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Is Not Owning a Home a Millennial Mistake?

Are millennials making a mistake by not investing in real estate?


We have seen a lot of trends and changes in the real estate market in the past decade. From tiny houses to completely mobile lifestyles, millennials have proven to be nontraditional in terms of buying homes and investing their money in real estate. We have to ask however, if millennials are making a mistake by not putting their money into the market.

As a long-term investment, real estate has proven itself to be one of the best financial decisions you can make. In terms of wealth-building, owning a home is considered to be a milestone, and homeowners are statistically 38 times wealthier than renters in this country.

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The math behind it is pretty simple. No matter where or how you live, you are going to have to pay for your space. Over a period of 30 years (at $1,500 a month), renters can sink upwards of $500,000 into their homes, money that they could have invested into a home, converted into equity, and sold off when the time is right.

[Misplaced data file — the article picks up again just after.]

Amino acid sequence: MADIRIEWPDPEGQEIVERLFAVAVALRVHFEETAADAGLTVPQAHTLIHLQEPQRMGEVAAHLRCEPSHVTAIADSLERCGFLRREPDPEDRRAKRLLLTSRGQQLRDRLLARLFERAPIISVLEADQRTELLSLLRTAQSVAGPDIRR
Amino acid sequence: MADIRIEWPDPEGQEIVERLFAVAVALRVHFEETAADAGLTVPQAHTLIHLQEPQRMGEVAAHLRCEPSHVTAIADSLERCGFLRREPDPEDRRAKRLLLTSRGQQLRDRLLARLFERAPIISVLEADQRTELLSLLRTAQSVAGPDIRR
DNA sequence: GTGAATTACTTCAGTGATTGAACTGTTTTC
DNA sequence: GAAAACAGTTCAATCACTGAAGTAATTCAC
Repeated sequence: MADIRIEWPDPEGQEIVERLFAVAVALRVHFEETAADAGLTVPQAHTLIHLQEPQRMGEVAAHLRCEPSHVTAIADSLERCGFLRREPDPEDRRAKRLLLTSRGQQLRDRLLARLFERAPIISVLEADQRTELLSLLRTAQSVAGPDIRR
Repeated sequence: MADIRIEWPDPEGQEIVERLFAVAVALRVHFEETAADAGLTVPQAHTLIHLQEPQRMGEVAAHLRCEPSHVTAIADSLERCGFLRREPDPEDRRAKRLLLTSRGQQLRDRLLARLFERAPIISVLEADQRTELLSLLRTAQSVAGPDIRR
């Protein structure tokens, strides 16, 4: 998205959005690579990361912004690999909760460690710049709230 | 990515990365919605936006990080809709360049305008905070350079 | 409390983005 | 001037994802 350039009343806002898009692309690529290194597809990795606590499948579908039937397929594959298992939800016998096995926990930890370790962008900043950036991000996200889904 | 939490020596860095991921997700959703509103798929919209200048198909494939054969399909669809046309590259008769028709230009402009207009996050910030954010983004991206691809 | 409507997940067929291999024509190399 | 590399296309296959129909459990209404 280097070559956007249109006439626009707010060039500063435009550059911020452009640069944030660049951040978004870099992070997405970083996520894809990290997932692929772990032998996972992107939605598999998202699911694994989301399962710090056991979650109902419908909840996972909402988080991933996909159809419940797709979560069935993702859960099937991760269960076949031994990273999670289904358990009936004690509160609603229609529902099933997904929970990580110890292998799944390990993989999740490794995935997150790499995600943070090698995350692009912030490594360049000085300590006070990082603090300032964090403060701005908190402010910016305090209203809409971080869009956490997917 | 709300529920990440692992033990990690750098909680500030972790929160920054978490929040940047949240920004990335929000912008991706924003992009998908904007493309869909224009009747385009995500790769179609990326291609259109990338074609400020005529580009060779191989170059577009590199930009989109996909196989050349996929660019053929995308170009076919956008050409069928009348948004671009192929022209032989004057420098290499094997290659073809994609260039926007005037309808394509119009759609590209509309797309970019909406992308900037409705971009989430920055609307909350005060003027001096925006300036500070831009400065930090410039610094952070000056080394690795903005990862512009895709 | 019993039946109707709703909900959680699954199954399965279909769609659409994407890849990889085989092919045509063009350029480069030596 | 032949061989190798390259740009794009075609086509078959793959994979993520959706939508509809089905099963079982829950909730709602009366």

A 2014 survey by Fannie Mae suggested that millennials, while more pessimistic about buying than older generations do consider owning a home more financially sensible than renting. Other reasons for this include lifestyle, living space, future flexibility, and security. 49% of millennials surveyed said buying a home would be their next big move.

According to the survey, the biggest hurdle millennials face about owning a home has to do with getting approval for a mortgage, although in this day and age, there are apps for that, and online resources that make it easier than ever.

So the moral of the story is that real estate remains a strong investment for anyone, especially millennials, so even though the way we buy homes is changing, the fact remains that it is a solid pathway to increase your wealth and help build your financial future.

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About the author

Gary Adrian Randall